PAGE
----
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VA and DHS Are Looking to Reduce Cloud Spend

AI and automation are helping the agencies streamline their cloud strategies.

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As federal agencies shift data and IT operations to the cloud, some are exploring new technologies like artificial intelligence and robotic process automation to track and control cloud spending.

The Department of Veterans Affairs is one agency still working to migrate IT operations to the cloud and is using AI to streamline the process.

“We have 25% of our workload running in the cloud,” said Executive Director of Infrastructure Operations Reggie Cummings at an ACT-IAC webinar on controlling cloud spend last week. “There are a lot of things we are doing from an AI perspective, also our handling and processing of mail or other kinds of things that would traditionally have a backhand solution, we’re looking to automate those in a robotic way so we don’t have to look at traditional constructs of server storage builds and stuff like that. [We are] looking at those cloud native capabilities that are out there for those solutions.”

For the VA, keeping a direct line of sight on cloud spend is a critical component of cloud operations.

“It is a task that a team has to keep track of and connect those dots,” Cummings said. “While we do have a centralized funding model, we do have to tie our costs specifically back to the various administrations and their needs and so on. It’s one of those things where we have to show the cost of consumption and the associated impacts of decision. Key to that is identifying exactly what consumption is occurring per application and per product. Whatever we do from a cloud perspective, we’ll have integration touch points to that environment to tell the full story at the macro level.”

To cut costs and organize cloud spending more efficiently, the Department of Homeland Security took a step back to think through its cloud vision.

“Late 2016, we quickly did an assessment of where we were from a business perspective,” said Customs and Border Protection Executive Director of the Enterprise Management & Engineering Directorate Edward Mays at the webinar. “My data center was highly functional, but we were spending a lot of money. We started to look at what that spend looked like and how to reduce that spend and help us deliver capability to our customers faster, our officers and agents in the field, and was that going to improve our resiliency?”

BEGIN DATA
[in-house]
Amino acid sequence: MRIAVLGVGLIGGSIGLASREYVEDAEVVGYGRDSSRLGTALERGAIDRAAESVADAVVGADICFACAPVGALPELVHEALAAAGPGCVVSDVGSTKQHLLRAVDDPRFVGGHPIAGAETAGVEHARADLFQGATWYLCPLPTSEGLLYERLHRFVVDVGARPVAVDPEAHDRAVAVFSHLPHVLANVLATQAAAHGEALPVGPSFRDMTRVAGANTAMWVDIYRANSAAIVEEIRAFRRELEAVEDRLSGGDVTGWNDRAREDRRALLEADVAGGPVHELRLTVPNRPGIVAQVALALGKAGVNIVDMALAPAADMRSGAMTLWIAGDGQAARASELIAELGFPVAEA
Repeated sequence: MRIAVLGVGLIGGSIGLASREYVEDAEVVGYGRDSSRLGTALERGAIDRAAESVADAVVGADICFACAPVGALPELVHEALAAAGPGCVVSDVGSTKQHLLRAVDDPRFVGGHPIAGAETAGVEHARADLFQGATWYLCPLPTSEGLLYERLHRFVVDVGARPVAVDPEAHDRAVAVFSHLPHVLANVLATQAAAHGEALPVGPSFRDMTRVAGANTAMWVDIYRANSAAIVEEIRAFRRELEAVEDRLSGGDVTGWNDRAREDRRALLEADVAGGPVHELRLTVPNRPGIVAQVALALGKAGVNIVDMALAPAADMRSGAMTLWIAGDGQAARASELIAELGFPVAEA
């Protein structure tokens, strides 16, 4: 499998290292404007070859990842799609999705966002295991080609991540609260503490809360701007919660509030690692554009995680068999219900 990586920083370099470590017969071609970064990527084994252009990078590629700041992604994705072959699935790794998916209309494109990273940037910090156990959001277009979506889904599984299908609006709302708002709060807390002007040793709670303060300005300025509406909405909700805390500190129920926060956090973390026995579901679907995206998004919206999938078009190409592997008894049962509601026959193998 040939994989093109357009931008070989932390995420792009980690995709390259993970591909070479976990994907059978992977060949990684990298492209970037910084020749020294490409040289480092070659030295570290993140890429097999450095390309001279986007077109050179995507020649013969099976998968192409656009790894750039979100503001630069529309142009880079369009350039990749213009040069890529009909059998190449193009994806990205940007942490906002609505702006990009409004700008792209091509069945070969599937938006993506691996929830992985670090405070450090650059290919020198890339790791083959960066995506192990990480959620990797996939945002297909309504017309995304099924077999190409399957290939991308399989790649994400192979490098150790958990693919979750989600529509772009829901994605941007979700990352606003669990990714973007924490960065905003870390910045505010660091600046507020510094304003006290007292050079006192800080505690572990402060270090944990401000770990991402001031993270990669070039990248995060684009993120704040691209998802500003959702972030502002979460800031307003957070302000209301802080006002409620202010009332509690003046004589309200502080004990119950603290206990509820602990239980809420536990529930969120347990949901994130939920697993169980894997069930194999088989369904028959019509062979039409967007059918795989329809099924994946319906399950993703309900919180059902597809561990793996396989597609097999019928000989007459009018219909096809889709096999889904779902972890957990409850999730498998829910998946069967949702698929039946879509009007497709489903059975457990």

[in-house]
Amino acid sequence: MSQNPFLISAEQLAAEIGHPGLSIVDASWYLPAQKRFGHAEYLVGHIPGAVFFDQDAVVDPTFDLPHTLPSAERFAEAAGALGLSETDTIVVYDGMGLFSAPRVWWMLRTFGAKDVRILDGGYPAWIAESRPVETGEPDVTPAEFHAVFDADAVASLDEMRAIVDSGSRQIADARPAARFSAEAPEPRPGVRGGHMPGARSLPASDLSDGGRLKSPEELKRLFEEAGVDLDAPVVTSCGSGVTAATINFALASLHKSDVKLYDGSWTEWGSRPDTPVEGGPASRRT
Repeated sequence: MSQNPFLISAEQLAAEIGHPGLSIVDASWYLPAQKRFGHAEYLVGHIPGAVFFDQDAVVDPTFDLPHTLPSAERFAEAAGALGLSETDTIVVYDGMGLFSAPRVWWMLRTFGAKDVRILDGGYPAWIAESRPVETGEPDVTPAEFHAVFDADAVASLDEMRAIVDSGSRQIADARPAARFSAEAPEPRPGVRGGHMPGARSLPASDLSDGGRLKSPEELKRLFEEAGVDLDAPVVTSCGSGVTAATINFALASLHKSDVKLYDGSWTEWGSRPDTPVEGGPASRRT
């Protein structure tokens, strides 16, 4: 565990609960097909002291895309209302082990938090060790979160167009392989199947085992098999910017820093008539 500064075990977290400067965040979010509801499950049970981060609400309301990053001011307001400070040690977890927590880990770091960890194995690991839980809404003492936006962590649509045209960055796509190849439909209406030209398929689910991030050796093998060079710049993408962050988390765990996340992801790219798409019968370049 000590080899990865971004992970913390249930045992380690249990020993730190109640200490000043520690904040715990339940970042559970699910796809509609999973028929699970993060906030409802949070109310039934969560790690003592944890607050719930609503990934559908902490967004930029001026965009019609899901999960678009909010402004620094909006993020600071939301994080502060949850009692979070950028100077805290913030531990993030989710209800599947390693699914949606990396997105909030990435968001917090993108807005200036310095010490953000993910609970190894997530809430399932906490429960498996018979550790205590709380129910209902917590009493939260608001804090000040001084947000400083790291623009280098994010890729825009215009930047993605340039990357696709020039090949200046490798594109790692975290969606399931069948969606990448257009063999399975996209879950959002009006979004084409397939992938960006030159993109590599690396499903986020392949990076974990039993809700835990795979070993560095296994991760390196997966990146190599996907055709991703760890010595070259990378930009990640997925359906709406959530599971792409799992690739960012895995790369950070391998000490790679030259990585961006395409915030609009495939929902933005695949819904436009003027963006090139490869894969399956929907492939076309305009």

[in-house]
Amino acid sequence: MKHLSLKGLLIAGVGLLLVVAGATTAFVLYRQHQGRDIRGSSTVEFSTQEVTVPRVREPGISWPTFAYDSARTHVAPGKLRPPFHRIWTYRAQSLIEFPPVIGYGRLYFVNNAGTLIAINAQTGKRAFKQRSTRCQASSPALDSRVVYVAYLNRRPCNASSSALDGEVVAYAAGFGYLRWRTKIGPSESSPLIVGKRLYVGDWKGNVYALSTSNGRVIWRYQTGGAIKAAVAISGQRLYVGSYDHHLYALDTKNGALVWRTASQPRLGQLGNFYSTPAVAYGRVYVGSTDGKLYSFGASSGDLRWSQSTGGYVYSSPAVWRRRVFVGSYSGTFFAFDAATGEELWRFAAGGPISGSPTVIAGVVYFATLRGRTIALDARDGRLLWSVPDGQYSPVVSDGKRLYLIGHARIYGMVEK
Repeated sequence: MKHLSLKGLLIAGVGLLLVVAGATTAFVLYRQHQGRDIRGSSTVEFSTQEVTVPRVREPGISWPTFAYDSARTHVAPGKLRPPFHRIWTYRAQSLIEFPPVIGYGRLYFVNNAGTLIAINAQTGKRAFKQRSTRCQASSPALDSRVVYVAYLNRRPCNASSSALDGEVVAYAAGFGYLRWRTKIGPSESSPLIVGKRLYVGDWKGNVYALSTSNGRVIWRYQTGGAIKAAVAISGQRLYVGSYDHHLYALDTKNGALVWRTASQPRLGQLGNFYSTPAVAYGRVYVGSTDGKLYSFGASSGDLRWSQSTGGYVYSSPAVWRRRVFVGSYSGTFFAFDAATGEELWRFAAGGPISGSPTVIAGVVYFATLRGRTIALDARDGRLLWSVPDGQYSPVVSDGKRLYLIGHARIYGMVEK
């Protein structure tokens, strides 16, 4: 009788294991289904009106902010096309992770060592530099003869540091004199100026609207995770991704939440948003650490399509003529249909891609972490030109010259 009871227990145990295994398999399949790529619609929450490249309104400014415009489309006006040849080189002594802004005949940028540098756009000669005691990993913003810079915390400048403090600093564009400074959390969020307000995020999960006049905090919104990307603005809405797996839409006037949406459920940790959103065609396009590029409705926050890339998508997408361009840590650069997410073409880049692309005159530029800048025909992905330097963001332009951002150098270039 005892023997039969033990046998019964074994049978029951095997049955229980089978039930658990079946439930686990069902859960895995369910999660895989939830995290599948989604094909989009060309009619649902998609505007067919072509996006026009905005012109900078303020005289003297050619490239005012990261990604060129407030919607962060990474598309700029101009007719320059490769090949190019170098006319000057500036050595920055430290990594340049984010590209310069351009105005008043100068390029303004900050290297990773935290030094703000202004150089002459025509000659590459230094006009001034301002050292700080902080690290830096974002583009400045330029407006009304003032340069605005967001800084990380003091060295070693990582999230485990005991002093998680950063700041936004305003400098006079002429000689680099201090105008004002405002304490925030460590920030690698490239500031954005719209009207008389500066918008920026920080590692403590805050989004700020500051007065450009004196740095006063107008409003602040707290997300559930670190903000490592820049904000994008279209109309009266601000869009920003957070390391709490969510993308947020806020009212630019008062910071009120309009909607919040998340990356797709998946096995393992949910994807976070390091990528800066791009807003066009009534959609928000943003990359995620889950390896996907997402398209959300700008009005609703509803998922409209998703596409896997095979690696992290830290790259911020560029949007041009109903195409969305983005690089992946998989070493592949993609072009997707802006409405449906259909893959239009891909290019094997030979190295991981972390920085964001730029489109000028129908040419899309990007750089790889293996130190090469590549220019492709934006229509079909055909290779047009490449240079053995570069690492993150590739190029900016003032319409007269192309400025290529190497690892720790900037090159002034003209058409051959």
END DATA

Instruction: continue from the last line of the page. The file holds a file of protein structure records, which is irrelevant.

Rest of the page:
CBP, in particular, suffered “numerous” power and hardware outages, resulting in “astronomical” capital expenditure costs, Mays said.

“We started to look at the cloud-first policy and what that meant to us. How could we reduce costs across the data centers, and what could we really afford to shut down, which also took us down the road of how do we do portfolio management and rationalization, and if we were going to move something to the cloud, what were the requirements around that?” he said.

DHS turned to AI and automation to clean up cloud spend. Mays said what started as an IT modernization effort ballooned into a department-wide project to increase efficiency and efficacy across all operations.

“Right now we have literally a small team of people that are using things like power tools, etc, to read through all this data,” he said. “It is not the long-term approach. We’ve got to have a better way of adjusting that information and got to have some AI in terms of the analytics, and a little of RPA.”

For both the VA and DHS, managing the cost of cloud services is about economies of scale.

“How do you also get the best bang for the buck, and is it more advantageous to move from one [cloud service provider] to another?” Mays said.

“Our approach is twofold, there is the cost of what we would consider the launchpad — that’s more the traditional enterprise we have to identify and obviously make clear what we’re spending just to be in that fray,” Cummings said. “Then there is the teasing out of the actual products and applications and their costs associated. That’s where we’ve probably a little bit more work to do with how we manage that because obviously when we purchase cloud credit, how do you from an overall aggregate CFO perspective make those tradeoffs where excess credit can be transferred to other applications or products in the portfolio?”

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